5 March 2005

Is our NHS being killed?

By Rupert Read

Last week, I stood alongside 80 'support' workers (cleaners, porters etc.) protesting at the doors of the Norfolk and Norwich (N&N) Hospital. They were not asking for more money, nor for better conditions, for hospital workers. They were simply asking for those of them who work for a private company there (SERCO) to be allowed the same pay and conditions as those of them who work directly for the NHS. At present, SERCO workers in some cases do exactly the same job as others working for the NHS - and yet get paid less, and work longer hours. Is that fair?

This is the result of long-standing Westminster policies of 'contracting out' an increasing proportion of NHS work. In plain English: the NHS is gradually being privatised. It is gradually ceasing to exist as a state-run service for all - it is gradually being opened up to profiteers. That's why hundreds of workers at the N&N are now reluctantly contemplating strike action: to abolish the 'two-tier' workforce. To stop the otherwise relentless privatisation of our beloved National Health Service.

The government says that improvements in health care depend on the 'modernisation' of the NHS. Does 'modernisation' mean simply privatisation by stealth? 'Modernisation' means patients being given 'choice' in where they are treated for non-emergency conditions. According to my near-namesake, John Reid, the Health Secretary, we will be able to choose between up to 5 hospitals - of which at least one would be private. Those hospitals that get the thumbs-down from patients would be regarded as 'failing' and might well be closed.

According to this view, decisions to close hospitals would of course not be government decisions, but the result of 'consumer choice'…

Mr Reid assures us all that even if a local hospital were to be closed down, everyone would still have emergency and acute services within easy reach. But how? Effective accident and emergency (A&E) departments depend on other hospital departments to which patients can be referred, often very urgently.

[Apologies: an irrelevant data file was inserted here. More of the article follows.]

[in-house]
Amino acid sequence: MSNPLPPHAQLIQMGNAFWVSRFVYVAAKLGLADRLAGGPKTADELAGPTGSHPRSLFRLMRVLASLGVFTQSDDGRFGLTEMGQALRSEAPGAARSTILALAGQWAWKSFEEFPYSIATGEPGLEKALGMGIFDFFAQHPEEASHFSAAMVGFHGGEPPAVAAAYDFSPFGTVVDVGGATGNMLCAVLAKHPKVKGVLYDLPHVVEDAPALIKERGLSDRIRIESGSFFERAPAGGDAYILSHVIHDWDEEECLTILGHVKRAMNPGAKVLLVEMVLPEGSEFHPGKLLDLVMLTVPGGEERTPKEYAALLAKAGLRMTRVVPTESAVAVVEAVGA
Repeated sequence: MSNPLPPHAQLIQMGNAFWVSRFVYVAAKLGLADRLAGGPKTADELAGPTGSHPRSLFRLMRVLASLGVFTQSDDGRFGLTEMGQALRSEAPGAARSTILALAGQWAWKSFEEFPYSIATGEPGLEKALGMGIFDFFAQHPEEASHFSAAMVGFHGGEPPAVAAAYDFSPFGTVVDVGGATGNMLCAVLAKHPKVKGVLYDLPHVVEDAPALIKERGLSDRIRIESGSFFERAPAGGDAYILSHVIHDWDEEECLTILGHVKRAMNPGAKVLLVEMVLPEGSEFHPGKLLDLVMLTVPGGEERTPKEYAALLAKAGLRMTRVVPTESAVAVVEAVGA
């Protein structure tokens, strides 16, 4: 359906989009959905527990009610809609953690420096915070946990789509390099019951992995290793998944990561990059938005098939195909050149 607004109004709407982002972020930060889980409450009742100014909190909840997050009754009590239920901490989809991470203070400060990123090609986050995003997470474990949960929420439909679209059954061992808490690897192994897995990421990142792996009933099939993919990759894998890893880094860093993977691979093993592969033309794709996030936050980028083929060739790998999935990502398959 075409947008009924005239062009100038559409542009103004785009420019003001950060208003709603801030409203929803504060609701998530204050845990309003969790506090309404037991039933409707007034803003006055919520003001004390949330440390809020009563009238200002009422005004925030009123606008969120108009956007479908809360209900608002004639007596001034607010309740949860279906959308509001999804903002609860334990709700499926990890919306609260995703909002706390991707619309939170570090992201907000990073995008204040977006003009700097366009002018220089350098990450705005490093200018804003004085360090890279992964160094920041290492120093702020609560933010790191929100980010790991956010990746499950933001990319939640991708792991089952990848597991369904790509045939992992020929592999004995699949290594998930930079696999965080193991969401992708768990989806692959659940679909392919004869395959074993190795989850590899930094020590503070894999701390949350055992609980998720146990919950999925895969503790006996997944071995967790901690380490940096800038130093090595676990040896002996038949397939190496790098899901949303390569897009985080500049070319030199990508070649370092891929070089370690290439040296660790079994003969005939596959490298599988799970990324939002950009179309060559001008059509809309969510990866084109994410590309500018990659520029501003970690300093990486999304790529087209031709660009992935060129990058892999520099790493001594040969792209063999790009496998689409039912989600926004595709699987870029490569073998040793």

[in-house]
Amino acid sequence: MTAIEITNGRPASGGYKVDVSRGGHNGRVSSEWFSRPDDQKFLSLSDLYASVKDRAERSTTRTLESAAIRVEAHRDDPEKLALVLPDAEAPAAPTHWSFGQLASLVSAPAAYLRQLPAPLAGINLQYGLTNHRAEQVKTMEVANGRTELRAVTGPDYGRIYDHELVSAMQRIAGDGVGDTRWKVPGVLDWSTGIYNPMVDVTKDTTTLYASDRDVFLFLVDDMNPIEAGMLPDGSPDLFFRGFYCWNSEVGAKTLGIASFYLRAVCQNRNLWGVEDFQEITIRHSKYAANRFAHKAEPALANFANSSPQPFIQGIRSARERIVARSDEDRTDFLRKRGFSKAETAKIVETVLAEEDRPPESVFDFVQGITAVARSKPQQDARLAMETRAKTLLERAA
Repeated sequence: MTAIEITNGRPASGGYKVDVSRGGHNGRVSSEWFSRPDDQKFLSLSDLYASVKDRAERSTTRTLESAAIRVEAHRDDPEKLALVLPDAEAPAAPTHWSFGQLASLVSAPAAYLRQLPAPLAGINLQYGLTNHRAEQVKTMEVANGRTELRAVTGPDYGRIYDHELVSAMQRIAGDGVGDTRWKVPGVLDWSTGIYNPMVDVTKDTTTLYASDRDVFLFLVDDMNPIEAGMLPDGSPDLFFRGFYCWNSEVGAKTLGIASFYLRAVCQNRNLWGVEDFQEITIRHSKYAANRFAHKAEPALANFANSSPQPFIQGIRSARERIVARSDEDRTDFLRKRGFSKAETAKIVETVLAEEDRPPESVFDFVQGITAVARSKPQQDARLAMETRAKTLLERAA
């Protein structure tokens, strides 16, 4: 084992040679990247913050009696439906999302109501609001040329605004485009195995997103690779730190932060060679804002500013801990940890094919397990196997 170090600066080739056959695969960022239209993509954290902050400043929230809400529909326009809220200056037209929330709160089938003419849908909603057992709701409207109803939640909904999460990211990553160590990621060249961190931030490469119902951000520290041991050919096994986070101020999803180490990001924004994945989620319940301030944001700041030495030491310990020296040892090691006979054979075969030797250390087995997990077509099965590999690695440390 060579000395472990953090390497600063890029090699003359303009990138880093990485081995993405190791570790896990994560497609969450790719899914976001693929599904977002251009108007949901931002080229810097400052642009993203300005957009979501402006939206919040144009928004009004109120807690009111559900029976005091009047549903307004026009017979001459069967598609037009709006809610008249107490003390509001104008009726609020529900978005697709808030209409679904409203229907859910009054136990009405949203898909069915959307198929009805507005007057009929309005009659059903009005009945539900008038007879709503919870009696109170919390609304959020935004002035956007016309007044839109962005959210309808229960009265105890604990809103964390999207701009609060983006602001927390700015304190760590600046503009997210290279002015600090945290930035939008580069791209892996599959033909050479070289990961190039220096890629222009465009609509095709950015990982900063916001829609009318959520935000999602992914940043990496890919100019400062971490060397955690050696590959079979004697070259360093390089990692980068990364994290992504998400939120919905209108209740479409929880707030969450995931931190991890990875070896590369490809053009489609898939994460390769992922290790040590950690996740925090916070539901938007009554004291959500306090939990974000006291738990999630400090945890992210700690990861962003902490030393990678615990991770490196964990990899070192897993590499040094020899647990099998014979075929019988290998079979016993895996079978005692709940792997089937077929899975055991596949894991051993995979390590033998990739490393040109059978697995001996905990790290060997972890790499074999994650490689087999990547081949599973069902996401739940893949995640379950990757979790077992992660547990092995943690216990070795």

We have already seen the loss of A&E departments within Norwich, since the opening of the N&N at Colney. And this newspaper has recently covered in depth the threatened closure of Wells Hospital. There is a pattern here. With fewer hospitals open, where are these hospitals going to be that we can 'choose' between? Will an ill person have to go to Cambridge, or London, in order to get the treatment they deserve?

Let me be frank: I don't want to choose which hospital I go to, when I am ill. All I want is for there to be a good, reliable NHS hospital fairly near to where I live, a hospital I can trust. Is that too much to ask?

Do we 'choose' as tax-payers to have private companies providing essential services at public expense? Come to that, did we ever choose to have private consortia paid enormous sums over decades in return for building new hospitals? The Private Finance Initiative (PFI) seems now to be the main way of funding investments in public services - but, as Mark Nicholls's reporting in this newspaper has clearly illustrated, it is highly questionable whether this appallingly complicated scheme is the most economical and effective way of funding the building of hospitals (or of anything else!). In the Norwich area, we had a graphic illustration of the perils of relying on PFI, when it was revealed that the consortium which built the N&N University Hospital had made up to £100 million from 'refinancing' the loan they raised for the purpose, at a much lower rate of interest. Public good - or private profit?

Meanwhile, PFI schemes across Norfolk have descended into chaos. Again, it is the EDP that has documented in dramatic detail the fiasco of the PFI funding of improvements to Norfolk's schools. Jarvis, the firm responsible for this disaster, is now in effect being bailed out by the County and the government: so it seems that PFI does not really spread financial risk to the private sector after all? Because when they get into real trouble, it is we who end up footing the bill. Private profit? - public loss.

If you care about the NHS, if you want to stop and reverse its privatisation, then do express your solidarity with the N&N's support workers. Brussels and Westminster are at present threatening the NHS with more privatisation than it has ever had to endure; this really is the last chance saloon for a National Health Service, that still stands as a beacon to the world.

My thanks to UNISON at the N&N and to Jean Davis for invaluable help researching this article.